Large language models are infiltrating K-12 education. These tools are pervasive, powerful, disruptive, and awe-inspiring. They have passed professional exams given to our doctors and lawyers. They can write computer code, compose music and produce essays on any topic. And our schools are not ready for it.
In case you haven't been following the topic, large language models (LLMs) utilize a number of recent innovations in machine learning to generate text. The models are trained on massive sets of human text, which create predictive models with billions of parameters. These models allow the software to accomplish a range of tasks, in response to a human prompt. And the output, while not always factually correct, is almost indistinguishable from human-produced language. Tech companies have made LLMs widely available in the last six months. Examples include GPT-4, BERT, Bloom, PaLM and LaMDA.
Most of us have been through a few tech fads in our lifetime. Often the 'next big thing' turns out to be the next big failure. Recent busts include 3D television, Google Glass and Meta's Diem/Libra. But LLMs are here now and getting traction in areas like financial data (BloombergGPT), Life Sciences (BioNeMo) and HealthCare (GatorTron). Almost all large companies are scrambling to develop AI strategies to leverage the power of these tools. And there is huge adoption. Within two months of its launch, ChatGPT attracted 100 million users. And that includes our students.
As so-called technology natives, our kids readily adopt technologies they find useful. And they find ChatGPT extremely useful to complete school assignments! In a survey of students by Study.com, 89% of students said they had used ChatGPT to help with a homework assignment, 53% had it write an essay, and 48% used it to help with an at-home test or quiz. A few teachers (less than 10%) are adopting it too, to help write lesson plans, develop assessments or to create essay prompts. While these are national statistics, I am confident that ChatGPT is very widely used by our students in UCF. And not widely adopted or understood by our educators.
ChatGPT has been unleashed, but we are not moving fast enough to respond. The consequences of letting ChatGPT run wild are two-fold. First, because ChatGPT is world-beating cheat-bot, many students will likely take the path of least resistance and continue to use it to complete school assignments and as a result, learn less than otherwise possible. Second, by failing to incorporate ChatGPT into the curriculum, we are missing opportunities to help students properly harness its power and accelerate their education. Opportunities to improve student learning include:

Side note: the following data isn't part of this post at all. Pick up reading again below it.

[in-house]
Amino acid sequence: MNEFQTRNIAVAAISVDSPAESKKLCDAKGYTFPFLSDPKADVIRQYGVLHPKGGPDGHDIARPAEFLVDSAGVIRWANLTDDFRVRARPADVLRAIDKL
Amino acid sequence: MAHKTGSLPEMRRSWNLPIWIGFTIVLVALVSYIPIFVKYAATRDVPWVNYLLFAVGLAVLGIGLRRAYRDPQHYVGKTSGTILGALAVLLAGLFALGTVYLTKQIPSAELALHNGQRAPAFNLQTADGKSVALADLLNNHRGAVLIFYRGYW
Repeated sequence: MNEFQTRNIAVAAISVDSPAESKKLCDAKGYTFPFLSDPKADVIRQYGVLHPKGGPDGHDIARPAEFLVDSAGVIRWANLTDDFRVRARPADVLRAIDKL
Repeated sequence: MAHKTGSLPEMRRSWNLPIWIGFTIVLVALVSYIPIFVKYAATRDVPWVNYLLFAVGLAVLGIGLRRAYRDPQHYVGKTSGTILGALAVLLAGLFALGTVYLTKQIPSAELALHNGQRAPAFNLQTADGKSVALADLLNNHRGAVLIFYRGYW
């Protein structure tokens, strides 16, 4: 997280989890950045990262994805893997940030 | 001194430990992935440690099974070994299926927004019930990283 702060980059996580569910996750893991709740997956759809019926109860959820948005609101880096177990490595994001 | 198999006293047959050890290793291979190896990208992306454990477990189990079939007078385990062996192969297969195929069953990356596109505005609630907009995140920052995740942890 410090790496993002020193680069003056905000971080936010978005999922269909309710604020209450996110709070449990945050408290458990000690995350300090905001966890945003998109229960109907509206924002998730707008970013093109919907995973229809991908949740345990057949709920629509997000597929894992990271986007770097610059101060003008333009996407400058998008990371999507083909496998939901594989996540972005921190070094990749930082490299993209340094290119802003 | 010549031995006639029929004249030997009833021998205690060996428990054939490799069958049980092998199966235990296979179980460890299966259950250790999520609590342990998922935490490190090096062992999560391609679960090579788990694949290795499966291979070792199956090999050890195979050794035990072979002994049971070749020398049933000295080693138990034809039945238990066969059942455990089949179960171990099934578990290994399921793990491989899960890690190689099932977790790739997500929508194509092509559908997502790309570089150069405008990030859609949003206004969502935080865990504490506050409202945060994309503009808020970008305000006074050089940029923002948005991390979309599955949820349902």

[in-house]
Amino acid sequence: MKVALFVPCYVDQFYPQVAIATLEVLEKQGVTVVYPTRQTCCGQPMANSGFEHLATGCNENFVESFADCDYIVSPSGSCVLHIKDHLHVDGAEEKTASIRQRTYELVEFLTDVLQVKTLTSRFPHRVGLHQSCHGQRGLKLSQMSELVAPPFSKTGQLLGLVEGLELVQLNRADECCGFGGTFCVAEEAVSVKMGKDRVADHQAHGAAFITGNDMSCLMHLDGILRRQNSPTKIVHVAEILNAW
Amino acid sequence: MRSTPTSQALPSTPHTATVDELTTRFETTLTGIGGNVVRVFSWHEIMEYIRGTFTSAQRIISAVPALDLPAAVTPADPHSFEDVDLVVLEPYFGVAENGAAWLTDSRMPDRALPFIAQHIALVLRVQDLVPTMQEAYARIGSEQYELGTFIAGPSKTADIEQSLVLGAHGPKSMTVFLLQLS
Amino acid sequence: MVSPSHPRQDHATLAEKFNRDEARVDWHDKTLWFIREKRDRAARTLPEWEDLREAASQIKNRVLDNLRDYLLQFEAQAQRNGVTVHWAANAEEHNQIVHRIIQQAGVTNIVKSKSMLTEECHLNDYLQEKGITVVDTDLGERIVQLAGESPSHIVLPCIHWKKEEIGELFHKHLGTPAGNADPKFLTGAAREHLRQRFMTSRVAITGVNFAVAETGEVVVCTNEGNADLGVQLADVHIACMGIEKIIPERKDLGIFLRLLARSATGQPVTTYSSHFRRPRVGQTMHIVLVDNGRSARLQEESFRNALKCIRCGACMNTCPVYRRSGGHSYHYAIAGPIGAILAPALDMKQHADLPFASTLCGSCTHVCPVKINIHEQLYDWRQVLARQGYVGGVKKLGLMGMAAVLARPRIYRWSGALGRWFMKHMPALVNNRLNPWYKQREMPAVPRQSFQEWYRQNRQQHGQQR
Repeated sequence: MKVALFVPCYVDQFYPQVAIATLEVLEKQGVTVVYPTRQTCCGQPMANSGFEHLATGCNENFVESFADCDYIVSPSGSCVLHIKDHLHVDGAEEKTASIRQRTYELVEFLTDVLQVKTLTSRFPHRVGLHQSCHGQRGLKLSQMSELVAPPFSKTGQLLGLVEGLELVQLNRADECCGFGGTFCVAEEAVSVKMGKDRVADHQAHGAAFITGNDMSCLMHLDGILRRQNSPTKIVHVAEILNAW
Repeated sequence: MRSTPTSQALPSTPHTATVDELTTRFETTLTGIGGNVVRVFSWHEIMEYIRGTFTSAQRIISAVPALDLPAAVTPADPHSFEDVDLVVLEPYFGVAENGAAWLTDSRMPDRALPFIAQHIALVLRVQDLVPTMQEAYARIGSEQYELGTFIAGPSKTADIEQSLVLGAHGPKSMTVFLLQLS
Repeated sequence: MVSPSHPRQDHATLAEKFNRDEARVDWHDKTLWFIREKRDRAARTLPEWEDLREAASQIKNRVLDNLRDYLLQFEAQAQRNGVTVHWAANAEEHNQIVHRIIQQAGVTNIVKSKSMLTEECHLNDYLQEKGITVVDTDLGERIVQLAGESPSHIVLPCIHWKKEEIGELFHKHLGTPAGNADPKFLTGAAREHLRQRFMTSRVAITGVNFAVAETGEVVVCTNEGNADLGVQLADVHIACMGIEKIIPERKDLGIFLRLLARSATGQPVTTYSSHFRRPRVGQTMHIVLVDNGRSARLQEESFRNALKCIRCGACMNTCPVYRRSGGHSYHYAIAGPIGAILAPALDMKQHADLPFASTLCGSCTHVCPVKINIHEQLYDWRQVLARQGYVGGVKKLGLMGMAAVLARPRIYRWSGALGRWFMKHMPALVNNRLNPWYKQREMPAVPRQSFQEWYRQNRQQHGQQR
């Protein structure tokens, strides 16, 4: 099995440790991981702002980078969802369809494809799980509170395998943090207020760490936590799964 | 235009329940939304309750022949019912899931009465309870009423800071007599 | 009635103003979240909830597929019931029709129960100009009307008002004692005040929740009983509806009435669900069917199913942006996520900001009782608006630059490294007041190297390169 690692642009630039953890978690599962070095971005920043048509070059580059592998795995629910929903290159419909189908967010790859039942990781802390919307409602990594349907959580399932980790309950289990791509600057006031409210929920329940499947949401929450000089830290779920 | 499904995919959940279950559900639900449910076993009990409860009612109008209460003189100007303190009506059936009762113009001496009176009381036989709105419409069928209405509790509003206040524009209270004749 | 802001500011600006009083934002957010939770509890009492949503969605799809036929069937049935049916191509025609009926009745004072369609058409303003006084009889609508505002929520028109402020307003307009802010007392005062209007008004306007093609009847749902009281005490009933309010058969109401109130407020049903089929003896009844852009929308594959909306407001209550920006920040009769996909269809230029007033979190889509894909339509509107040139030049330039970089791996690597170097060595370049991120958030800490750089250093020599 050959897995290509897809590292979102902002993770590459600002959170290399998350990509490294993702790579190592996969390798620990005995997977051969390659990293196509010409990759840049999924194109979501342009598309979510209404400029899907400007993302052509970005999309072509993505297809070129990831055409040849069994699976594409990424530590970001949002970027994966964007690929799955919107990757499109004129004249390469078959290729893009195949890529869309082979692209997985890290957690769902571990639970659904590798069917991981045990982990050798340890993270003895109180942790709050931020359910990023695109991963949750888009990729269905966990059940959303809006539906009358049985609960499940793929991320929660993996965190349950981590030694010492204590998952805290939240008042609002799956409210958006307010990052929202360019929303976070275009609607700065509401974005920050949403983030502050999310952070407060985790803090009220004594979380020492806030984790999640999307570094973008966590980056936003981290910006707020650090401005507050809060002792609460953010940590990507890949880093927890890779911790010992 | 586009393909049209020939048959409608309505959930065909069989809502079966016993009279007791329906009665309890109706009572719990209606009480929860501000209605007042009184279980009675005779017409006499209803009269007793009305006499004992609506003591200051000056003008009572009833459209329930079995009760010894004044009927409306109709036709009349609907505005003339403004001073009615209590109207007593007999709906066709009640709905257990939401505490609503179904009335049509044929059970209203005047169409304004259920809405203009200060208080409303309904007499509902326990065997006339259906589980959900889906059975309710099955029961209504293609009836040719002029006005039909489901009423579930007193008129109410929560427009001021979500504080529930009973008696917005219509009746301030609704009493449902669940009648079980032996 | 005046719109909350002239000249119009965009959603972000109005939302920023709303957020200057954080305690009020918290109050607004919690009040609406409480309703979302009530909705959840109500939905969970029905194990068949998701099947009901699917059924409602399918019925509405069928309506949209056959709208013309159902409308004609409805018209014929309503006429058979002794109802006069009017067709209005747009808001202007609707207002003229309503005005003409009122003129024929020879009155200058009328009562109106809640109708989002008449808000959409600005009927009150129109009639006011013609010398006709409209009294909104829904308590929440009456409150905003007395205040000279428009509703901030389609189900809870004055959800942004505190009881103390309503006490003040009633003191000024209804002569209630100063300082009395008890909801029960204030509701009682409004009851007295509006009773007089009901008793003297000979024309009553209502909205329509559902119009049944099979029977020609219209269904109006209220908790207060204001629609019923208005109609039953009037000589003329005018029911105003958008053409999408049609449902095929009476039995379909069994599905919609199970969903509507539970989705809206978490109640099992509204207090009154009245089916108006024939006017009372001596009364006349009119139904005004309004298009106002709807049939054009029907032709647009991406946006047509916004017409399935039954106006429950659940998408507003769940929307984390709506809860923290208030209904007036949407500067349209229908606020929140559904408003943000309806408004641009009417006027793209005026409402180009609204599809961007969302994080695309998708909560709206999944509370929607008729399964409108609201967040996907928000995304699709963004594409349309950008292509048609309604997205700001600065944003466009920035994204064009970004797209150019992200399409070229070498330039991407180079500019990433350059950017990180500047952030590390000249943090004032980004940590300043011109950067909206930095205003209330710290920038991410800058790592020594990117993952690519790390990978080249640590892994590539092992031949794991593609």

Provide tailored feedback, explanations and instruction to students through math practice apps, to drive concept mastery
Provide exercises and drills on a wide range of topics ("Ask me questions from Miller & Levine's Biology Text Book, Chapter 4")
Provide assistance as students complete assignments and get stuck ("Show me how to simplify this equation.")
Support students with disabilities by providing rapid text-to-speech or speech-to-text
Use Chatbots to critique one's writing and provide suggestions for improvement
Ask Chatbots to provide counter-arguments to your thesis, so you essay can address them
Help teachers discover engaging content and assess student work
Provide students new avenues for skill development, such as becoming a "Prompt Engineer"
Ask students to grade assignments submitted by Chatbots, to point out the factual errors based on their own mastery of the material
Our UCF administration recently outlined some tentative guidelines and next steps with ChatGPT, beginning with educating teachers on what the technology is, and reviewing our academic code of conduct. While these first steps are fine, I believe we are moving too slowly. This technology is not going to wait for us to move at our usual public school pace. LLMs are evolving rapidly. If we are to help our students now, and put them in a position to ethically leverage this technology to their advantage, we need to move much faster than normal.